Then there is the matter of storage space. Yes, some cinema cameras can do a compressed version of raw and that can help with the storage sizes a bit. But if you’re shooting a feature on a cinema camera, prepare to also spend a good amount on the needed storage and back ups. But before you buy a bunch of external hard drives, you might also want to think about how it’s all going to be connected to your editing rig AND how it’s going to be accessed in the event you run out of ports on your computer or you resort to having to use multiple computers to render out any vfx shots. Something like a Network Attached Storage (or NAS for short) might make a lot on sense. I’m planning on setting one up myself when the time comes, along with upgrades to my current editing rig for when it comes time for me to start working with that kind of data or doing something VFX heavy. But that might not be for a long time. When I do, I plan on making a video about it. So be sure to subscribe to the Thorndike Productions Youtube Channel so you don’t miss it.
Now, if lights help shape the image, the lens is whats needed to capture it.
Now back to the fun stuff to talk about. Although, this can also be a little tricky because of how many options there are. Now, I know filmmakers that have only used their camera’s kit lens for their productions and admittingly, to the untrained eye, it can be hard to tell a difference between that and something more expensive. I remember seeing this video by Rocket Jump Film School doing real world lens tests. Here is the video if you want to watch it. Please do, it’s hilarious.
Anyways, upgrading from you kits lens is still a good idea even if you can’t see a difference when the lens is stopped down for a few reasons. Some lenses have certain characteristics that can be appealing depending on the situation,. For Example, the Helios 44-2 can create swirly bokeh when it’s wide open and the subject is a good distance away from the background. This photo is a perfect example of what I’m talking about:
Again, not mine.
Another thing is to bring in more light than what a kit lens can offer, which does effect how sharp the image is, but also how blurred out the “out of focus” areas of your image are. Cinema lenses are also designed to work with a follow focus, so you’re not touching the lens when you have to change focus. But they tend to be a little on the pricey side (aside from Rokinon Cine Lenses) so something that people have done is purchase follow focus gears that can be put on the lens so you can use a follow focus. Simply go on ebay, type the name of the lens followed by “follow focus” to see if someone is selling a follow focus ring for your lens. For example: Clicking here is show the results for when I type in on eEbay “Canon 50mm 1.4 Follow Focus”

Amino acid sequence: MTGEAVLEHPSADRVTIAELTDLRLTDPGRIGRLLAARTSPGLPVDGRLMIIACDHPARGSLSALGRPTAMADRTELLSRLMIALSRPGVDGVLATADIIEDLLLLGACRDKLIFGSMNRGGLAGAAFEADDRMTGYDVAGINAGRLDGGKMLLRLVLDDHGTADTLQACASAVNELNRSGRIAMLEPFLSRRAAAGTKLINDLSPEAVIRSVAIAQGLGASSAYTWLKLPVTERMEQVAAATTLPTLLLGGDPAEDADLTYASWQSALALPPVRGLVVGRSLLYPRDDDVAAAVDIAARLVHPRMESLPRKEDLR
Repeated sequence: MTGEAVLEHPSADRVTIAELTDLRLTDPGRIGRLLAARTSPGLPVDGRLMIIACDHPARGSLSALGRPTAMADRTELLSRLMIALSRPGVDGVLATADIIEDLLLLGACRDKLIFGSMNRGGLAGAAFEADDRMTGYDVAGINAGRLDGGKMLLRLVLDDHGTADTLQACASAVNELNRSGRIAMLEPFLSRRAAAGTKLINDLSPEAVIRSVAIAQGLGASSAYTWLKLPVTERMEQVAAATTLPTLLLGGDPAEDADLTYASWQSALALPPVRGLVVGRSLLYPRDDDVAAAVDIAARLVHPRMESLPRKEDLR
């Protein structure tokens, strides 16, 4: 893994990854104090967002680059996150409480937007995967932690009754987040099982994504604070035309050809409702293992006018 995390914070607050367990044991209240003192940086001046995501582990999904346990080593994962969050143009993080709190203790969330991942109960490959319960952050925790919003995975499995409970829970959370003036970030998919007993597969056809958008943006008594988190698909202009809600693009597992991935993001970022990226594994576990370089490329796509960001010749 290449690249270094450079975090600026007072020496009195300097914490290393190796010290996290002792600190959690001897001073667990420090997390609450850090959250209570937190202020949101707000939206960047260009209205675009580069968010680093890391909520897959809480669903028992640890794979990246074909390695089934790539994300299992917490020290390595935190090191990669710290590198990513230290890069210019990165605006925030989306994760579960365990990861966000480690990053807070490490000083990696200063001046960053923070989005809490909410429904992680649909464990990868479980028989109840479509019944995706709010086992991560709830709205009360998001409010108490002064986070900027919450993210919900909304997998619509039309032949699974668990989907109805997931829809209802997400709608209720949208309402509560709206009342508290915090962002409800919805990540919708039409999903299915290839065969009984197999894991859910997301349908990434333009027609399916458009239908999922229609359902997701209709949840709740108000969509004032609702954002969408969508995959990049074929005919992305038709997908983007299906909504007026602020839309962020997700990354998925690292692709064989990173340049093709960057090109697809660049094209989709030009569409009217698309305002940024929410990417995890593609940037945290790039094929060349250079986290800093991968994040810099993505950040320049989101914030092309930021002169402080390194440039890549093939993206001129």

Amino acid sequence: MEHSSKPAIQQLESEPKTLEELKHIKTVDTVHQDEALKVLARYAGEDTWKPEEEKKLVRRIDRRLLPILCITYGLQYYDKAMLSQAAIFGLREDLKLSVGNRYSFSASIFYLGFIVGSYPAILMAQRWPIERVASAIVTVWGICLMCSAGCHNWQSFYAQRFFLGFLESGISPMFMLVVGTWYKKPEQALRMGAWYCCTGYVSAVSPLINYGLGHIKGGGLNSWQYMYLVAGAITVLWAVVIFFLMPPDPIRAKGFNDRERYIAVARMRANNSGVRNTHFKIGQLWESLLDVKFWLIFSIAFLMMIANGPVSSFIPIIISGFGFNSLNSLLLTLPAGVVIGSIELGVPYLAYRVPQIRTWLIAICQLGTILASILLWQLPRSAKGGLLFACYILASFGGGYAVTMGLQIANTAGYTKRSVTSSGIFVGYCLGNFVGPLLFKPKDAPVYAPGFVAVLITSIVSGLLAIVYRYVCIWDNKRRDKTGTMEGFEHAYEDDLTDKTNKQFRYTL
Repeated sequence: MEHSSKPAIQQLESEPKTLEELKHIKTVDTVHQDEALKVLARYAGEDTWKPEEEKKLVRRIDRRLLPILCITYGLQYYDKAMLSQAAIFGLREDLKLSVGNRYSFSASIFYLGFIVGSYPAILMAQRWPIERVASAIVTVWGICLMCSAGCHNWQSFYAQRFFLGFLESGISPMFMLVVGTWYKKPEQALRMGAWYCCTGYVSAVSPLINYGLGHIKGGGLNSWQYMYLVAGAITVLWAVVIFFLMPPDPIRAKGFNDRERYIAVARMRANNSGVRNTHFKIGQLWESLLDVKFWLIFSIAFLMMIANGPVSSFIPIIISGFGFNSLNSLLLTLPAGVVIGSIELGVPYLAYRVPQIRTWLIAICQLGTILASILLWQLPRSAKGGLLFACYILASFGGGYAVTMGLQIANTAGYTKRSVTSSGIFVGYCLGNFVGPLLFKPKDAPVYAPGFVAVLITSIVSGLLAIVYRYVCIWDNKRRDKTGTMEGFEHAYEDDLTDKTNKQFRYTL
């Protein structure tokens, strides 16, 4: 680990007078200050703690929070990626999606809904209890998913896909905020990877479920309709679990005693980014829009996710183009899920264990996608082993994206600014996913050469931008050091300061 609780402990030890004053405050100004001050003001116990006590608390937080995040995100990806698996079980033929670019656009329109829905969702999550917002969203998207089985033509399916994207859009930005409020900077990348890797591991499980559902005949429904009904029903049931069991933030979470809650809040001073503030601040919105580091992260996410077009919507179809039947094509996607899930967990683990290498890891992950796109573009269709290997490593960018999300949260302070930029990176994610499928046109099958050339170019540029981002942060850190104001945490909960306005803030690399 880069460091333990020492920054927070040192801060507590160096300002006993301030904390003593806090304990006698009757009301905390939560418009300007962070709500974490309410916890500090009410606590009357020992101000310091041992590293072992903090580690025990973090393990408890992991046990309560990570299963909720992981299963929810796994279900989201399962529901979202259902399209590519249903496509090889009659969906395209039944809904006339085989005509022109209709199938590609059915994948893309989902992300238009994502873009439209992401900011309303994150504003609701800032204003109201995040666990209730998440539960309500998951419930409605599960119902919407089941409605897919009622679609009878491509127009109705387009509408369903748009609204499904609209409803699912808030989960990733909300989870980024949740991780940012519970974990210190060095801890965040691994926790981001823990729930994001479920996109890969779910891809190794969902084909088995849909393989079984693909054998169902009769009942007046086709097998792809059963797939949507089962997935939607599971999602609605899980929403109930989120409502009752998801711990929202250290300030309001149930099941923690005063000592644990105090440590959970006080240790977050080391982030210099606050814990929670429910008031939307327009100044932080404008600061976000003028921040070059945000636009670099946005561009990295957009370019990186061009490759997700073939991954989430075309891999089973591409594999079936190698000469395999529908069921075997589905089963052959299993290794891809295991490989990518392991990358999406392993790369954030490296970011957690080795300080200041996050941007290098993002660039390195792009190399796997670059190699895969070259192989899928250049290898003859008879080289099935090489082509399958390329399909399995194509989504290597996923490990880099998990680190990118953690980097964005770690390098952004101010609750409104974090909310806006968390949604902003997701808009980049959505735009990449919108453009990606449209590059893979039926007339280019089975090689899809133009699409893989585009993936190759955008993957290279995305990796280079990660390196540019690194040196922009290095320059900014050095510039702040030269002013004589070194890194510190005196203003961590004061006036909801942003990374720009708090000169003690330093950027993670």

If you’ve ever looked at behind the scenes photos or video of a higher budget film production, there tends to be more going on with the camera rig then just the camera and lens. Unless the film is being shot for only a few thousand, you’ll tend to see things on the camera rig that do serve a purpose. A follow focus so you can change focus without touching the lens, an external monitor for if you have someone else pulling focus OR your on camera monitor is so tiny you can’t tell if you have anything in focus or not. A matte box so you can use filters and have more control on how the light is hitting the lens. External batteries cause the higher end cameras are power hungry. Not only that, but if you have producers on set, they’re going to want their own monitors to watch stuff from, and that’s only for a one camera shoot.
Just put this here to keep things interesting. I need to get a Matte box and External Power for my A6400.
This might be stuff you feel you can do without, but they help make the production run smoother if you have the option to use then at all. Somethings you might be able to get away with not needing them, depending on the situation. If you want flares in your image? Maybe don’t use a matte box. Don’t have other people that also need/want to view the take? Great! Then maybe using an external monitor might not be needed. It is all going to vary from project to project and person to person. Just keep in mind, when working on bigger productions, some things like external batteries or follow focus are going to become needed to keep things smooth.
Only other thing you’d really need to keep in mind is if your tripod or any video rig you use would be able to handle the combined weight that comes with using the Camera, the lenses, and all the accessories when you attach them. I’d suggest you try to future proof those as well. But if you’re not sure about what camera your planning on upgrading to in the future, I’m planning on doing a blog post about how to decide what camera would be right for you depending on your needs; So stay tuned for that.